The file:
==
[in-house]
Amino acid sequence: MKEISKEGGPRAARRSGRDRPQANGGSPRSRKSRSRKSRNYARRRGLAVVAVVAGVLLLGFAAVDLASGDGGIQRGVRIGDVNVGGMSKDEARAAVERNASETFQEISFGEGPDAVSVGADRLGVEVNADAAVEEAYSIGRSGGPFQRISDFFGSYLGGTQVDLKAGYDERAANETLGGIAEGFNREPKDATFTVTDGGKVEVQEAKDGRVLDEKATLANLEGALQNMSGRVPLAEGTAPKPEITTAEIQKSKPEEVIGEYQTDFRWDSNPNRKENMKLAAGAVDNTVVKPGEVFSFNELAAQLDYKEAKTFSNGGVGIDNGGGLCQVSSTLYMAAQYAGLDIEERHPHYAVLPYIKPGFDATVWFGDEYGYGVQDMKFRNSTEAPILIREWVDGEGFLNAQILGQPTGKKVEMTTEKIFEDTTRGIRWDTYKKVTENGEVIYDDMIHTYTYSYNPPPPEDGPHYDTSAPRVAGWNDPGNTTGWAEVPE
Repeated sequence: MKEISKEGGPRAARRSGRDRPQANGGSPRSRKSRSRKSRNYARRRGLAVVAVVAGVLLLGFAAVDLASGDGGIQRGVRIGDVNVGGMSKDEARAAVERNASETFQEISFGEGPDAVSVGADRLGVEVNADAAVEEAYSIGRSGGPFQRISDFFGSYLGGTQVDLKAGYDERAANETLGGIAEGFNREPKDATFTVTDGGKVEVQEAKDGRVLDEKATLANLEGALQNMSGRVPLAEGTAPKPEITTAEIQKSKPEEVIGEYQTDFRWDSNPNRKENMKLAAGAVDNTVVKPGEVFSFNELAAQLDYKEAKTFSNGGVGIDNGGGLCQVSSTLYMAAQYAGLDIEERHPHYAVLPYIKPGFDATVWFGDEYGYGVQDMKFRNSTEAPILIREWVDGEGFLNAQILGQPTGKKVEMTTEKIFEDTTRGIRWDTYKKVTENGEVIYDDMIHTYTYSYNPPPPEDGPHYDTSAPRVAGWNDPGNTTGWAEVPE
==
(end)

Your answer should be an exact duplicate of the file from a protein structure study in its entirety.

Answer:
[in-house]
Amino acid sequence: MKEISKEGGPRAARRSGRDRPQANGGSPRSRKSRSRKSRNYARRRGLAVVAVVAGVLLLGFAAVDLASGDGGIQRGVRIGDVNVGGMSKDEARAAVERNASETFQEISFGEGPDAVSVGADRLGVEVNADAAVEEAYSIGRSGGPFQRISDFFGSYLGGTQVDLKAGYDERAANETLGGIAEGFNREPKDATFTVTDGGKVEVQEAKDGRVLDEKATLANLEGALQNMSGRVPLAEGTAPKPEITTAEIQKSKPEEVIGEYQTDFRWDSNPNRKENMKLAAGAVDNTVVKPGEVFSFNELAAQLDYKEAKTFSNGGVGIDNGGGLCQVSSTLYMAAQYAGLDIEERHPHYAVLPYIKPGFDATVWFGDEYGYGVQDMKFRNSTEAPILIREWVDGEGFLNAQILGQPTGKKVEMTTEKIFEDTTRGIRWDTYKKVTENGEVIYDDMIHTYTYSYNPPPPEDGPHYDTSAPRVAGWNDPGNTTGWAEVPE
Repeated sequence: MKEISKEGGPRAARRSGRDRPQANGGSPRSRKSRSRKSRNYARRRGLAVVAVVAGVLLLGFAAVDLASGDGGIQRGVRIGDVNVGGMSKDEARAAVERNASETFQEISFGEGPDAVSVGADRLGVEVNADAAVEEAYSIGRSGGPFQRISDFFGSYLGGTQVDLKAGYDERAANETLGGIAEGFNREPKDATFTVTDGGKVEVQEAKDGRVLDEKATLANLEGALQNMSGRVPLAEGTAPKPEITTAEIQKSKPEEVIGEYQTDFRWDSNPNRKENMKLAAGAVDNTVVKPGEVFSFNELAAQLDYKEAKTFSNGGVGIDNGGGLCQVSSTLYMAAQYAGLDIEERHPHYAVLPYIKPGFDATVWFGDEYGYGVQDMKFRNSTEAPILIREWVDGEGFLNAQILGQPTGKKVEMTTEKIFEDTTRGIRWDTYKKVTENGEVIYDDMIHTYTYSYNPPPPEDGPHYDTSAPRVAGWNDPGNTTGWAEVPE